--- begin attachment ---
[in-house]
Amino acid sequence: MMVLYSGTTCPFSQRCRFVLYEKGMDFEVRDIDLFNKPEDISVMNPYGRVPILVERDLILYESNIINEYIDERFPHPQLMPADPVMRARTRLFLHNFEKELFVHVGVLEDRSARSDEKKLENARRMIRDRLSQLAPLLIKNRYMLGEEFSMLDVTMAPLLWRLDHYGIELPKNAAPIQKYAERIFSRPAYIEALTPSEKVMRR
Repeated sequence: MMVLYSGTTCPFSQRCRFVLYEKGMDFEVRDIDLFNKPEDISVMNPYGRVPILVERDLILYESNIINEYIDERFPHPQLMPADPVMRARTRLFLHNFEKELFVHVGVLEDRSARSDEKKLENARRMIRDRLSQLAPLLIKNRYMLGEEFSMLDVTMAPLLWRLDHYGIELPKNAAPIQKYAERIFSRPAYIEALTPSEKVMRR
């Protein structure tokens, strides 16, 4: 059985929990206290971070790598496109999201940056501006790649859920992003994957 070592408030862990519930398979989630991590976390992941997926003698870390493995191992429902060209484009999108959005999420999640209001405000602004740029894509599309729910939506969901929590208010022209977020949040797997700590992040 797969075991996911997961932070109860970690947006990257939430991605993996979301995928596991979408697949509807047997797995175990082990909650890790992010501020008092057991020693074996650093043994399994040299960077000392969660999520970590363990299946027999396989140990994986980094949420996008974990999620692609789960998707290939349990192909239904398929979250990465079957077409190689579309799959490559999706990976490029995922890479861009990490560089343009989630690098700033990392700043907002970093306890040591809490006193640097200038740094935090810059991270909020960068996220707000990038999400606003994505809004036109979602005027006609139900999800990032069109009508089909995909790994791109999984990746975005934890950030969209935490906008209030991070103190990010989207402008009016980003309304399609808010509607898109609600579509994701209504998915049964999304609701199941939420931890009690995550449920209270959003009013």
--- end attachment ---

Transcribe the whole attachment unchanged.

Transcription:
[in-house]
Amino acid sequence: MMVLYSGTTCPFSQRCRFVLYEKGMDFEVRDIDLFNKPEDISVMNPYGRVPILVERDLILYESNIINEYIDERFPHPQLMPADPVMRARTRLFLHNFEKELFVHVGVLEDRSARSDEKKLENARRMIRDRLSQLAPLLIKNRYMLGEEFSMLDVTMAPLLWRLDHYGIELPKNAAPIQKYAERIFSRPAYIEALTPSEKVMRR
Repeated sequence: MMVLYSGTTCPFSQRCRFVLYEKGMDFEVRDIDLFNKPEDISVMNPYGRVPILVERDLILYESNIINEYIDERFPHPQLMPADPVMRARTRLFLHNFEKELFVHVGVLEDRSARSDEKKLENARRMIRDRLSQLAPLLIKNRYMLGEEFSMLDVTMAPLLWRLDHYGIELPKNAAPIQKYAERIFSRPAYIEALTPSEKVMRR
């Protein structure tokens, strides 16, 4: 059985929990206290971070790598496109999201940056501006790649859920992003994957 070592408030862990519930398979989630991590976390992941997926003698870390493995191992429902060209484009999108959005999420999640209001405000602004740029894509599309729910939506969901929590208010022209977020949040797997700590992040 797969075991996911997961932070109860970690947006990257939430991605993996979301995928596991979408697949509807047997797995175990082990909650890790992010501020008092057991020693074996650093043994399994040299960077000392969660999520970590363990299946027999396989140990994986980094949420996008974990999620692609789960998707290939349990192909239904398929979250990465079957077409190689579309799959490559999706990976490029995922890479861009990490560089343009989630690098700033990392700043907002970093306890040591809490006193640097200038740094935090810059991270909020960068996220707000990038999400606003994505809004036109979602005027006609139900999800990032069109009508089909995909790994791109999984990746975005934890950030969209935490906008209030991070103190990010989207402008009016980003309304399609808010509607898109609600579509994701209504998915049964999304609701199941939420931890009690995550449920209270959003009013």